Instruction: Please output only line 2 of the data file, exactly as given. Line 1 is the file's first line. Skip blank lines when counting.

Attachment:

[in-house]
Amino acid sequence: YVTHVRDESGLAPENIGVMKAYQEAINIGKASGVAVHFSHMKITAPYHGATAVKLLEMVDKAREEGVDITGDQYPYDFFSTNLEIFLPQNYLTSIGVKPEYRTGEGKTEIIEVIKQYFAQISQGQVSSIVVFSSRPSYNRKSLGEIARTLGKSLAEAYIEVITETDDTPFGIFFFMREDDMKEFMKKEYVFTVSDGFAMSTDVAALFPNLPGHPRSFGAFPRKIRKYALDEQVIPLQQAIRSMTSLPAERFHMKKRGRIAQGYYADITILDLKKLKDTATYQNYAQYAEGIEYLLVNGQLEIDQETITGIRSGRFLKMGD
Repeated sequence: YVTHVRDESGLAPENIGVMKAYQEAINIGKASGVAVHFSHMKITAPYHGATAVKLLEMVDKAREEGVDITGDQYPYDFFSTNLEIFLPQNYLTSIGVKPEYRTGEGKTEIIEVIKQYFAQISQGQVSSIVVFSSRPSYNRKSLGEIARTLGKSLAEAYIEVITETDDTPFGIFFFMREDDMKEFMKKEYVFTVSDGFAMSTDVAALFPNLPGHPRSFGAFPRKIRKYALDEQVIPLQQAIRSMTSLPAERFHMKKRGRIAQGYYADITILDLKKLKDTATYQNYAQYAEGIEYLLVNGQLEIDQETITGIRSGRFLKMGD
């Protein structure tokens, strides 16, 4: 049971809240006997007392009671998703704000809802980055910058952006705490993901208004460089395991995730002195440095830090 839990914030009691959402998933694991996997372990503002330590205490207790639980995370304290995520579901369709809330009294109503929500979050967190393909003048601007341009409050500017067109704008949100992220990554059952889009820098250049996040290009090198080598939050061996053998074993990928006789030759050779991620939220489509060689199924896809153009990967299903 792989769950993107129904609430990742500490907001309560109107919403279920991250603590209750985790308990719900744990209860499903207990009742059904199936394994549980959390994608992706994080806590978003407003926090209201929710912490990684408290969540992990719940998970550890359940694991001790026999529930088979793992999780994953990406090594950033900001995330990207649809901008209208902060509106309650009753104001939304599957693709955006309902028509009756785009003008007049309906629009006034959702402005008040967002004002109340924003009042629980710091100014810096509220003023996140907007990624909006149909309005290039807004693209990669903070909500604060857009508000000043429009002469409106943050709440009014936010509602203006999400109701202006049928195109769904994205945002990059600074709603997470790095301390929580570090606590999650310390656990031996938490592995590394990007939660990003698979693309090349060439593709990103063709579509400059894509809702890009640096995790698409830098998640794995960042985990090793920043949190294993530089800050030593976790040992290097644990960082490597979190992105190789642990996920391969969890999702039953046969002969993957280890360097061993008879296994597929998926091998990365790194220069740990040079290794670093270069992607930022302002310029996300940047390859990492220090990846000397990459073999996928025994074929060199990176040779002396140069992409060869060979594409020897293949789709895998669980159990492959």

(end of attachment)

Amino acid sequence: YVTHVRDESGLAPENIGVMKAYQEAINIGKASGVAVHFSHMKITAPYHGATAVKLLEMVDKAREEGVDITGDQYPYDFFSTNLEIFLPQNYLTSIGVKPEYRTGEGKTEIIEVIKQYFAQISQGQVSSIVVFSSRPSYNRKSLGEIARTLGKSLAEAYIEVITETDDTPFGIFFFMREDDMKEFMKKEYVFTVSDGFAMSTDVAALFPNLPGHPRSFGAFPRKIRKYALDEQVIPLQQAIRSMTSLPAERFHMKKRGRIAQGYYADITILDLKKLKDTATYQNYAQYAEGIEYLLVNGQLEIDQETITGIRSGRFLKMGD